Please find below some reflections from Sister Sumedha, one of the siladharas in the English Sangha.
“To echo something that was said earlier (I think on Sujato’s blog) I am amazed at the level of fear, denial, almost soporific group trance that the UK monasteries seem to be in the sway of.
I feel that our role as concerned, observant lay people is to try and wake monastics up to what is happening in their name”
When I read this in the ongoing discussion on the web I felt a strong need – as a woman living in the UK communities for over a decade – to write a response.
What I want to say is: I am not asleep to what is happening. I applaud the current unfurling of the complexities and denials that are active in our community life. The issue for me is not just one of gender equality or democracy, though those are important results that come from a heart that is genuinely open and something I very much wish to see. This, to me, is rooted in a spiritual emergency.
The core of why I came here is this: I was deeply suffering but sensed, even more deeply, that in our very nature is the capacity to awaken. Hearing the Buddha’s teaching on non – clinging brought a light which has helped an inner perspective to grow. Where is the heart closed, where is there fear, need to control, protect, hide etc? Learning to let this light flow and be active – to bring its power to transform into real, living life – this is the human/spiritual journey as I see… My experience shows it does bring space for wisdom, love, and compassion to shine. From our nature – all of us.
To have been able to ordain was in effect making an outer commitment to this inner capacity to awaken. Tradition, a vehicle. Living in a place where I felt a shared aspiration has been profoundly helpful. Having a community, teachings, living as an alms mendicant, have nourished me beyond words. I want to see that openly and fully available for anyone to whom it is beneficial, as the Buddha intended.
In these ways I respect the place of teachers, of tradition and of training.
But any aspect that has become institutionalised can cut rather than celebrate this awakening life. In everyone: those that apparently hold power as much as those who apparently don’t. Whatever spiritual authority comes through our forms, if it is true, belongs to no-one, and everyone, so when the form takes hold of it – in rigid hierarchies or whatever – we are lost.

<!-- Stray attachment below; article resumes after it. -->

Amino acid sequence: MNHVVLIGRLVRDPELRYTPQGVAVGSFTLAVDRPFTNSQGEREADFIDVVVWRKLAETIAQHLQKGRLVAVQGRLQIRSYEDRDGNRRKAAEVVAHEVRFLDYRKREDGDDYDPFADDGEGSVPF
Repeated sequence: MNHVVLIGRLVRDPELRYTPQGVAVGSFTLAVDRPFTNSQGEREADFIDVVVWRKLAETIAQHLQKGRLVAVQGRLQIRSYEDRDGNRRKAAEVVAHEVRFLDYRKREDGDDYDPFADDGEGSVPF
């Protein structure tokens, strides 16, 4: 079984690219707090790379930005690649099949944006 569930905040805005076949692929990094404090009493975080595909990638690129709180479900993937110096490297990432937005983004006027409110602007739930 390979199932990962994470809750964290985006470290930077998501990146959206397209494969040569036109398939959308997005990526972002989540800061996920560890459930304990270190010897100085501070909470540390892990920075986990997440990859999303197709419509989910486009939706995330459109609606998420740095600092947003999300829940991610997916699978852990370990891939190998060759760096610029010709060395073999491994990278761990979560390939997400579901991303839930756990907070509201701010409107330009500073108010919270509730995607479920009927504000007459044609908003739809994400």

Structure/freedom, solitude/engagement, accepting teachings/knowing one’s inner authority – these are some of the most wonderful and creative paradoxes we have. But when rigidity sets in, and uses liberation teachings and vinaya to justify its stance, the creative relationship with freedom is endangered (to say the least).
It is out of concern for this, as a monastic regarding the “what is happening in our name”, that I feel moved to write.
What I see happening in our name is spiritual justification of certain loyalties – to Thailand, to the lineage and whatever attitudes prevail in that family. Of course this has, in part, a genuine spiritual basis in terms of a lineage of teachers who have truly affected one’s life, and I respect that, I feel and honour it in myself.
But there is also a loyalty process that is more to do with the sense of family, with acceptance and, importantly, with support, social, political and financial. Examining family values is notoriously difficult; they get embedded. Without listening to outside feedback, without valuing it, without being willing to speak when timely and risk losing support, we just condition each other in certain attitudes – around hierarchy, gender, around what is or isn’t proper practice. And how then does one preserve an openness of view? How does practice connect to anything outside its own small world? What happens when one steps out – as is evident with Aj Brahm – is uproar…
Experiencing this kind of ‘world closure’ – ever more clearly – is heartbreaking. Truly heartbreaking when the Buddha’s teaching is such an open ground. I experience it as something like a betrayal of the beauty and potential that is within us all. Not defeating, but deeply deeply saddening and sobering.
Where it leaves me is with an ever firmer conviction that practice must be connected in our lives. That our work as monastics is not just to transcend the world – when anyway, even as renunciates, we live in it – but to acknowledge the drives of fear, anger, control, desire, human need – and not just play them out in our monastic forms. Then the vinaya could again become a vehicle that facilitates awakening rather than a model of purity that replaces the heart. Its a big task.
What nourishes me is that the model of practice that the Buddha established was not something static. 2500 years ago, in the social conditions of his time, the Buddha established ordination for women. The vinaya was established through a series of responses to specific situations. Responses. He also took conventions of purity and reestablished them in saying a Brahmin is not a Brahmin by birth alone but by deed. This was a fearless heart putting its wisdom and clarity into action. He was connecting practice in the world.
So, personally, I find the discussions and events unfolding crucially important. Questioning: issues of authority, how transcendence can become avoidance (so, integration), the importance of presence and embodiment…these are basic and pressing areas.
If, as someone said recently, these are areas of more ‘feminine’ insight, they are something the presence of women in and around this tradition can bring – and partly why we (and men who enter these arenas) seem to be so threatening. We are not the threat. It is that work that is the threat, but so important in terms of Dhamma.